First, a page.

A rare case of mixed mucinous cystadenoma with serous cystadenoma of the pancreas treated by laparoscopic central pancreatectomy
World Journal of Surgical Oncology volume 12, Article number: 318 (2014)
Mixed mucinous cystadenoma with serous cystadenoma of the pancreas is rare. There have been only two previous case reports in the English-language literature. We present a case of a 46-year-old woman who was diagnosed with mixed mucinous cystadenoma with serous cystadenoma of the pancreas. Computed tomography and magnetic resonance imaging showed a cystic neoplasm in the dorsal/proximal body of the pancreas with a clear-margin multilocular cavity and enhanced internal septum. The patient underwent laparoscopic central pancreatectomy. The diagnosis of mixed mucinous cystadenoma with serous cystadenoma of the pancreas was confirmed by pathological examination. The patient was followed up for 3 months and there were no signs of recurrence, or pancreatic exocrine or endocrine insufficiency. To the best of our knowledge, this is the first reported case treated by laparoscopic central pancreatectomy.
Pancreatic cystic lesions are being detected with increasing frequency due to high-resolution imaging. The prevalence of incidentally detected pancreatic cysts on magnetic resonance imaging is 13.5%, and increases with age . Pancreatic cystic neoplasms have a wide range of diagnostic possibilities, including serous cystic neoplasm, mucinous cystic neoplasm, intraductal papillary mucinous neoplasm and solid-pseudopapillary neoplasm. A mixed mucinous cystadenoma (MCA) with serous cystadenoma (SCA) of the pancreas is rare. There have been only two previous case reports in the English-language literature [2, 3]. We present here a case of mixed MCA with SCA in the dorsal/proximal body of the pancreas. The cystic neoplasm was resected by laparoscopic central pancreatectomy (LCP).
A 46-year-old woman was admitted to our department because of epigastric dull pain for 1 year. She had no fever, no nausea or vomiting, no diarrhea or melena, and no weight loss. Her past medical and surgical history was unremarkable. The physical examination found no abnormalities. The laboratory tests, including tumor markers (carcinoembryonic antigen (CEA), alpha fetoprotein, carbohydrate antigen 19–9, carbohydrate antigen 724 and carbohydrate antigen 242) were all within normal limits. Computed tomography and magnetic resonance imaging disclosed a 10 × 14-mm cystic neoplasm in the dorsal/proximal body of the pancreas with a clear-margin multilocular cavity and enhanced internal septum (Figures 1 and 2). The cystic neoplasm was deep in the pancreatic parenchyma (less than 3 mm from the main pancreatic duct). From the medical history and the imaging findings, the preoperative diagnosis was a probable cystic neoplasm in the proximal body of the pancreas. Laparoscopic central pancreatectomy was performed.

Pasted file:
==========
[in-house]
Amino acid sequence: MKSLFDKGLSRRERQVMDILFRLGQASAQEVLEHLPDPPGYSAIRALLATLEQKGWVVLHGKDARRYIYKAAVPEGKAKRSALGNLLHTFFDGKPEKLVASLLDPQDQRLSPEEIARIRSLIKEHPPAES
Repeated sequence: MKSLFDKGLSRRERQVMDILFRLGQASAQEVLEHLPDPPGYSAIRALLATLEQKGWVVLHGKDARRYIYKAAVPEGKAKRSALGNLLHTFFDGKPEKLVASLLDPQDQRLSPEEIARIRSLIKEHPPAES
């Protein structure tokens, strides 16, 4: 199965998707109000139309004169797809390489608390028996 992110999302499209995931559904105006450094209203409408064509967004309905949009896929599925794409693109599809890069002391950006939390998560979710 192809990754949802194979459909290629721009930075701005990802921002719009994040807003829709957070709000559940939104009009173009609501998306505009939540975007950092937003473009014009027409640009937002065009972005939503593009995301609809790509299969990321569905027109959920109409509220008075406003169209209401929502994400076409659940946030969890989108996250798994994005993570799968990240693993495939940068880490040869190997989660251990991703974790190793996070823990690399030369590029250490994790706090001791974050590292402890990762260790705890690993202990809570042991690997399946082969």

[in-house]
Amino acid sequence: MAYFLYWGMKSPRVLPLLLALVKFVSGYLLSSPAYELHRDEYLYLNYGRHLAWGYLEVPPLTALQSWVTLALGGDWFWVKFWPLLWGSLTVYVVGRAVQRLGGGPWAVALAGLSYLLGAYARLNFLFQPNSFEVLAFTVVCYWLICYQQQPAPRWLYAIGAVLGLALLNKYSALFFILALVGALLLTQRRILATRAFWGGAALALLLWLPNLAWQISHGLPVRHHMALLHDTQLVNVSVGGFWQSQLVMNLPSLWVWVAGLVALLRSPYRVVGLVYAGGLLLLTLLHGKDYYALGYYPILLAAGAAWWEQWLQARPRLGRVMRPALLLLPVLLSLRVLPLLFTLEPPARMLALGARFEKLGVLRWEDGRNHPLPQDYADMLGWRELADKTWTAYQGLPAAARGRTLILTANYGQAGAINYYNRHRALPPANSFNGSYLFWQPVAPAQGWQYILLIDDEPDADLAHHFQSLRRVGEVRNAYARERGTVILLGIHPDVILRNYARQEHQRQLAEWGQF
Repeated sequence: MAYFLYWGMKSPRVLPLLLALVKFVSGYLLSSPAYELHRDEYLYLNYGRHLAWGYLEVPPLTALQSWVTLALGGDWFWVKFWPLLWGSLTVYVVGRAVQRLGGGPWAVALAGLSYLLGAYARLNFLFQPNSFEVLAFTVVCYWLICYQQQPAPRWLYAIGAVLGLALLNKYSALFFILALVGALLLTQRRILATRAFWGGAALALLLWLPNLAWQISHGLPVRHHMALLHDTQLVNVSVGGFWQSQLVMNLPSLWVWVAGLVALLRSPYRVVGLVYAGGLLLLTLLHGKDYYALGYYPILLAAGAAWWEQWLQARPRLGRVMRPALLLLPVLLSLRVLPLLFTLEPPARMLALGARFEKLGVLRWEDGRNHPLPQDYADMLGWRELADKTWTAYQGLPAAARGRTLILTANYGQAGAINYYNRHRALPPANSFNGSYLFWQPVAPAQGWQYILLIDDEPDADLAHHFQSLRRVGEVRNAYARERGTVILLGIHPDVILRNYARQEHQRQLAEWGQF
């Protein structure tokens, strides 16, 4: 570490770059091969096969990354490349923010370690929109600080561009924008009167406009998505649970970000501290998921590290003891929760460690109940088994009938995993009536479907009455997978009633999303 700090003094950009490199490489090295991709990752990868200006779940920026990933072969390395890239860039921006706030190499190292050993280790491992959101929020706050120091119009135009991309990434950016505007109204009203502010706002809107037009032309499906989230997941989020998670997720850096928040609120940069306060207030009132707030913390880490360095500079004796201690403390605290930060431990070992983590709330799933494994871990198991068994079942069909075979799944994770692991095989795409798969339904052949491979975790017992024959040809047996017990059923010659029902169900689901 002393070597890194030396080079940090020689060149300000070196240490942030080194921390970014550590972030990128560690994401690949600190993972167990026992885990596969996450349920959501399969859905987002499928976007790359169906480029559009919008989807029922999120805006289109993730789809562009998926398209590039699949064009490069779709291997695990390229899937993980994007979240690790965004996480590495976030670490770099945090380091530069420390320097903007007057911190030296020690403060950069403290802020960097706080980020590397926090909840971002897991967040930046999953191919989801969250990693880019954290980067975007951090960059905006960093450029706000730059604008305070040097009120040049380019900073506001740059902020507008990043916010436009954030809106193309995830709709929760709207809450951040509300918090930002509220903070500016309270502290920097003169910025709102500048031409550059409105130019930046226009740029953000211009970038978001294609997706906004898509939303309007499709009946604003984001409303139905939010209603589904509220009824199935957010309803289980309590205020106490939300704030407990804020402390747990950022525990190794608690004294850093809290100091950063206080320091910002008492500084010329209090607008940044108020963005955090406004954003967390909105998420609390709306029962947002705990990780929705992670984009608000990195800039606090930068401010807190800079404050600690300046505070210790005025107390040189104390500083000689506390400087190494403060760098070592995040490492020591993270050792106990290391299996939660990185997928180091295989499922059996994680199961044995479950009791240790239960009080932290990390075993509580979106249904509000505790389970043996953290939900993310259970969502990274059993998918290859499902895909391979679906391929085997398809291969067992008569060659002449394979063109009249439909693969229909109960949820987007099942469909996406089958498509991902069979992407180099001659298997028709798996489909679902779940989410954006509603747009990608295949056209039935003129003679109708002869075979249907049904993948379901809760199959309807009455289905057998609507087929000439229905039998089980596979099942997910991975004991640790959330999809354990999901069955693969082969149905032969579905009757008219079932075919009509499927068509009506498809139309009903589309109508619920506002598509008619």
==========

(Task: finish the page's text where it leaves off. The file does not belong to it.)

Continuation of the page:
The patient was placed in the supine position with her head slightly elevated under general anesthesia. The surgeon and the second assistant, who held the laparoscope, stood on the right side of the patient and the first assistant stood on the left. Carbon dioxide pneumoperitoneum was established (CO2 at 15 mmHg) using a Veress needle. One initial 10-mm trocar was placed for the laparoscope below the umbilicus. A 30° telescope was inserted to examine the peritoneal cavity to rule out metastasis disease. After general examination, the other four trocars (one of 12 mm and three of 5 mm) were inserted into the left upper flank, left flank, right upper flank and right flank quadrants; the five trocars were arranged in a V-shape (Figure 3).The gastrocolonic ligament was divided to give entrance to the lesser sac with a Harmonic scalpel (Harmonic Ace scalpel, Ethicon Endo-Surgery, Inc, Cincinnati, OH). The mobilization of the pancreas began at the superior border until the common hepatic artery and the proximal splenic artery were visible (Figure 4A). Then the pancreas was mobilized at the inferior border to expose the superior mesenteric vein, the splenomesenteric confluence and the portal vein (Figure 4B). After creating a tunnel behind the neck of the pancreas, the pancreas was transected 2 cm proximal to the right side of the tumor with an endoscopic linear stapler (Endocutter 60 staple, blue cartridge; Ethicon Endo-Surgery, Inc, Cincinnati, OH) (Figure 4C). Because of the extent of the pancreatic disease, the central part of the pancreas was dissected from the splenic artery and vein by division of vascular branches with the Harmonic scalpel and vascular clips. The distal transection (2 cm distal to the left side of the tumor) of the pancreas was performed with the Harmonic scalpel (Figure 4D). The frozen section showed a pancreatic benign cystic neoplasm with negative margins.